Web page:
And this begs the question, why would a chat bot be interested in a human companion? The answer to that question becomes clear when we look at the link the helpful Eva sent us when she offered her “free passes”.
But the dialogue is suspiciously general, questions are never really answered and the responses don’t allow for a meaningful discussion of any kind.
When asking “Are you a bot” the invariable answer is “lol no i’m not a bot silly.” The contact in our example has listed their birthdate as 1980, but claims to be 25 years old.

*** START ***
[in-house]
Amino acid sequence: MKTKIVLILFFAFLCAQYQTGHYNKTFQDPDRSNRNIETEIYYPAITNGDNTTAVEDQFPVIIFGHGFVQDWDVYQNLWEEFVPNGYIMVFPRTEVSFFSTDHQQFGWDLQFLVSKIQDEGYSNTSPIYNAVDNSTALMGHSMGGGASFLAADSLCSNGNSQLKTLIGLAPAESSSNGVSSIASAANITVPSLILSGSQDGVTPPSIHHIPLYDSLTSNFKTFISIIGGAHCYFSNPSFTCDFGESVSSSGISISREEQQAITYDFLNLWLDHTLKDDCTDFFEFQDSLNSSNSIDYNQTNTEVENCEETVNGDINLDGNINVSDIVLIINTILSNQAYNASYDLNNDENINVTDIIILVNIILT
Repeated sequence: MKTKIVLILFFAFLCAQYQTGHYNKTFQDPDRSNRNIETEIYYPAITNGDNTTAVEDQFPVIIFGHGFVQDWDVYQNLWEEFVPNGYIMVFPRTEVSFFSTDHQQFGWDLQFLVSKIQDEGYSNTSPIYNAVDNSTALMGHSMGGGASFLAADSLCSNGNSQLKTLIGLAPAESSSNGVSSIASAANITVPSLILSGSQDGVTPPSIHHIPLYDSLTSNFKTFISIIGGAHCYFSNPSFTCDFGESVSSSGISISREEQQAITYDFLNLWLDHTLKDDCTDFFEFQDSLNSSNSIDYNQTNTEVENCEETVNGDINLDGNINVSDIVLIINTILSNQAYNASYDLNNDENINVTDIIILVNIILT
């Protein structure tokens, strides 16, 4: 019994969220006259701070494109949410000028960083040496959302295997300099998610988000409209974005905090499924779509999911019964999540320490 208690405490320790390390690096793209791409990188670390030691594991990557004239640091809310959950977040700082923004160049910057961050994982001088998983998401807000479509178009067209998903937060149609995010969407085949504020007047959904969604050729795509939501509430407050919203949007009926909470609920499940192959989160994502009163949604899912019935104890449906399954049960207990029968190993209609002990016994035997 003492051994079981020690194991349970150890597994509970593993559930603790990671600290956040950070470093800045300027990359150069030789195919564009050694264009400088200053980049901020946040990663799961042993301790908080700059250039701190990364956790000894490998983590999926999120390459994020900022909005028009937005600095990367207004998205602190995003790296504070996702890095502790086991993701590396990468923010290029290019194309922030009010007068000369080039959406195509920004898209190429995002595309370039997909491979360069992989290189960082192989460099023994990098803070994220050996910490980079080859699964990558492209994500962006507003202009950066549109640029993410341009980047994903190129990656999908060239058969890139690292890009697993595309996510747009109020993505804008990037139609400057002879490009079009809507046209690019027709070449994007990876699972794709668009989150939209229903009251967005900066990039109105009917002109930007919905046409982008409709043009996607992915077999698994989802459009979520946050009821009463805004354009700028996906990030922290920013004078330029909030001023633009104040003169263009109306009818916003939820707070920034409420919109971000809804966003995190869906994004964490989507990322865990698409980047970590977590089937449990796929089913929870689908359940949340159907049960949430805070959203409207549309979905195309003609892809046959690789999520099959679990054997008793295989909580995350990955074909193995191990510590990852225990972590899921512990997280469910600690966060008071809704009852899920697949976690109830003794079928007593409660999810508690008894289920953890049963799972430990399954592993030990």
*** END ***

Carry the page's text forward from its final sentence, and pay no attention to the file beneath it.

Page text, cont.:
That doesn’t add up either and when we ask about it, the question is completely ignored.
All this makes it obvious that instead of chatting with a real person we are in fact dealing with a chat bot.
There goes our free date and at the same time this reveals the true aim of this scam: credit card fraud.
“Safe Secure Encrypted” sounds good, but unfortunately we are not convinced of the accuracy of this statement.
The site doesn’t even use the HTTP secure protocol (which would give the URL the “https://…” prefix), so our dating adventure ends here.
Have you ever received a contact request on Skype from someone you don’t know?
This may happen from time to time, particularly if your Skype name is publically searchable.
But what is really behind these contact requests and why do people bother?
To find that out we played along and the following conversation ensued: At first sight it appears to be someone looking for companion.